Chin Up! Eyes Forward! What You Can Do Right Now.
Following the last month, it’s clear we are entering a new era in business. Our core presumptions and expectations are under attack. We wonder, will our:
- Customers keep buying?
- Creditors cut us off?
- Debtors pay us?
The best and brightest financial experts aren’t helping. In September, I listened to the Chief Economist of Wachovia Bank confess he did not know what was happening and had no advice for us. Last week Wells Fargo bought Wachovia.
But we small business owners must decide what to do now. Here are five ideas:
- Reconfirm that your customers need what you provide and particularly from you. Companies don’t buy, people do and everyone is worried. Expect your clients to express FUD (fear, uncertainty and doubt) at every step. As human beings, our deepest need is to be needed, wanted, heard and understood. Take the approach that regardless of any standing contract you are two bad meetings away from losing any customer.
- If everyone is conserving cash, be generous with your time to those who value it and have found the money to pay for you. Many tasks may take longer as we all move through the four phases of loss (denial, anger, self pity and acceptance). The short term will take longer to pass.
- There are no silver bullets, neither to save us nor to shoot our vampires. If the best and brightest got us into this mess their successors will need time to get us out of it. Patiently use all your resources beyond money to find and implement solutions. Don’t be afraid to ask your customers, vendors, employees and competitors for ideas and resources they can locate, share, or barter with you.
- If inertia is the status quo, activity will set you apart. If your sales are slow, then increase your prospecting. If your operations are slow, take the time to learn new ways of refreshing your Best and Highest Use. If nothing will happen in your business for a couple of weeks, then take a vacation or a sabbatical and return ready to rock and roll.
- Convey infectious optimism and stay open to change. Find your own level of confidence and conviction in what you believe is true and probable. Every business has near-absolute truths. Seasonality, the 80/20 rule, and every person’s avoidance of risk and pursuit of pleasure are examples. Discover ways to leverage these by creating new offerings that exploit company and individual behavior you know isn’t changing. And be optimistic about making an impact despite not receiving instant feedback to your noble efforts.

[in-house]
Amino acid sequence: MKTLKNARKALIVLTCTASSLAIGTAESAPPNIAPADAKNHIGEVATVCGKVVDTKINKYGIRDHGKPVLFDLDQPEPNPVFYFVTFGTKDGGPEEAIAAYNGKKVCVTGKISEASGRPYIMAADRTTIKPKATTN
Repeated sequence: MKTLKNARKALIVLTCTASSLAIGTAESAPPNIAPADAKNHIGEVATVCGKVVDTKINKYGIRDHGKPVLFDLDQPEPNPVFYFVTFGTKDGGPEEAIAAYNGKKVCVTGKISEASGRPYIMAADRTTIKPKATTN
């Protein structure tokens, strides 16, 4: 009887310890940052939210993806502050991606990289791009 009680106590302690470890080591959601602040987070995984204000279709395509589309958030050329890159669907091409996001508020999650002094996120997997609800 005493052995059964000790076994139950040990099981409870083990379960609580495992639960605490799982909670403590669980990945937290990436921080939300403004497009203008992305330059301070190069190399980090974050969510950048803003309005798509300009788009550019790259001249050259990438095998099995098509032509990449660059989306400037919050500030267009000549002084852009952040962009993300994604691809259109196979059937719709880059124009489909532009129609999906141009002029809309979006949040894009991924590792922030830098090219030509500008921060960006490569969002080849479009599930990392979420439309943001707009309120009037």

Back in the 1970’s when the economy was pretty bad, a contractor/engineer stopped by our house to inspect some brick work his workers had to rebuild to perfection. Our family was so proud of this modest improvement that we could barely afford. Conversely, he could barely swallow his pride he was so annoyed at having the quality of his work exposed. After everyone was satisfied, my mother asked him if he could take five remaining bricks away with him as we had company coming over. He retorted, “Mrs. Birol, I am an engineer and don’t work with my hands but with my head!” “Well then,” my mom replied, “Why don’t you use it and pick up the bricks!” What loose bricks can we pick up today for our customers?
In the coming months we will all need to be more flexible, sensitive and focused on delivering value, perhaps in different forms than we are used to doing. Common sense and simple touches made the difference back then and will do so again. So let’s pick our chins up, put our eyes forward and start doing it now!
Contact Andy Birol now if you need coaching or consulting help to keep your chin up and eyes foward during economic challenges.